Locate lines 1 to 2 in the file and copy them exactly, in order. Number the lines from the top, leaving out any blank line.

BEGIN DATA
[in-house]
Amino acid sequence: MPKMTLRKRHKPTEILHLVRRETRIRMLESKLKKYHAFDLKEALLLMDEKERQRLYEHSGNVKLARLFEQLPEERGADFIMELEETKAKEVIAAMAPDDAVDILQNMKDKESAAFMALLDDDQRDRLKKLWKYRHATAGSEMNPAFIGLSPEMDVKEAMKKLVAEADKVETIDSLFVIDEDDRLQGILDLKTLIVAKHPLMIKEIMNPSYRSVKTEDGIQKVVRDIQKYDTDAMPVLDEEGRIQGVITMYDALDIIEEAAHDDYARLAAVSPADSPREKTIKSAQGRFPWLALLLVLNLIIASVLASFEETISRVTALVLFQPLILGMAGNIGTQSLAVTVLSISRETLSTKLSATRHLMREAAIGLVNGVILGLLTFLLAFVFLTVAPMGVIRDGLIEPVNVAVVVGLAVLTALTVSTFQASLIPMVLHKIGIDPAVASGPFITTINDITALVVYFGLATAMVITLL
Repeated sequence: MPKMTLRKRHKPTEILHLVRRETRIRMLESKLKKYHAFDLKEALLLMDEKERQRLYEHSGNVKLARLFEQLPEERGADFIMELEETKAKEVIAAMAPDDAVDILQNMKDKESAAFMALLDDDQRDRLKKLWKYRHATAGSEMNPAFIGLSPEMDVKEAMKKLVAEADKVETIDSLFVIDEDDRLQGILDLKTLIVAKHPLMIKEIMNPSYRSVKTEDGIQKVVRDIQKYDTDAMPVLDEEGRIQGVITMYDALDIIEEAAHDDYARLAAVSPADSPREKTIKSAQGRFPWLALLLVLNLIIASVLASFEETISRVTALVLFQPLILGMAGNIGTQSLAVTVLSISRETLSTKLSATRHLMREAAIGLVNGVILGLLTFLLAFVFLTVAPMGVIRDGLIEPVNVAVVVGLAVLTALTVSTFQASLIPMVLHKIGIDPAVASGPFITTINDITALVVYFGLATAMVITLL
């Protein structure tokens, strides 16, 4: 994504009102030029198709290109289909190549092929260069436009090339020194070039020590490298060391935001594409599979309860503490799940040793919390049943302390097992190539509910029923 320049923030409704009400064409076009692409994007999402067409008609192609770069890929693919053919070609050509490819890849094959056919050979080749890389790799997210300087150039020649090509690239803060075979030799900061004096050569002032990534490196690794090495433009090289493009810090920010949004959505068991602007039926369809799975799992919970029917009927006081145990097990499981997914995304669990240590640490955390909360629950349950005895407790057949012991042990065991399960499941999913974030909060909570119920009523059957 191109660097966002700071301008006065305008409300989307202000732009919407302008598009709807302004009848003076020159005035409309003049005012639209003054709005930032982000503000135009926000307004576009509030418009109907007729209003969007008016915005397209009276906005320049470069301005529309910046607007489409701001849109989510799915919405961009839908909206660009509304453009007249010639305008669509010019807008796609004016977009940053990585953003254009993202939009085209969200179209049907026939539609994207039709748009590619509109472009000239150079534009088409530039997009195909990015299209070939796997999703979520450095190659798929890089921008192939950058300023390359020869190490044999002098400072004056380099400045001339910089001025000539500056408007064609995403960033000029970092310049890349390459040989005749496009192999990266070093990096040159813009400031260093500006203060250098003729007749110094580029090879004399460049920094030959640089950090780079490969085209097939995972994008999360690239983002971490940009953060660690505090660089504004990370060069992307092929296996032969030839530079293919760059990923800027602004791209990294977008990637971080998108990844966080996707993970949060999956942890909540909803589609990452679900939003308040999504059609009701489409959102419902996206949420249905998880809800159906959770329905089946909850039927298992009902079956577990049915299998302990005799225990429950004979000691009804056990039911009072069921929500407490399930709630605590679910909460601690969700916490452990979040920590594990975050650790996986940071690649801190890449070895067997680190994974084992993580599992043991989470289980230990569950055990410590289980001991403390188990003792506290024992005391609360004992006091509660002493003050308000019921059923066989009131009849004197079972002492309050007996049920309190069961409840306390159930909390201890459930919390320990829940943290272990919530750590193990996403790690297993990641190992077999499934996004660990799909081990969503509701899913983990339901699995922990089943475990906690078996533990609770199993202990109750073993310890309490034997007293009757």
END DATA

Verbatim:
[in-house]
Amino acid sequence: MPKMTLRKRHKPTEILHLVRRETRIRMLESKLKKYHAFDLKEALLLMDEKERQRLYEHSGNVKLARLFEQLPEERGADFIMELEETKAKEVIAAMAPDDAVDILQNMKDKESAAFMALLDDDQRDRLKKLWKYRHATAGSEMNPAFIGLSPEMDVKEAMKKLVAEADKVETIDSLFVIDEDDRLQGILDLKTLIVAKHPLMIKEIMNPSYRSVKTEDGIQKVVRDIQKYDTDAMPVLDEEGRIQGVITMYDALDIIEEAAHDDYARLAAVSPADSPREKTIKSAQGRFPWLALLLVLNLIIASVLASFEETISRVTALVLFQPLILGMAGNIGTQSLAVTVLSISRETLSTKLSATRHLMREAAIGLVNGVILGLLTFLLAFVFLTVAPMGVIRDGLIEPVNVAVVVGLAVLTALTVSTFQASLIPMVLHKIGIDPAVASGPFITTINDITALVVYFGLATAMVITLL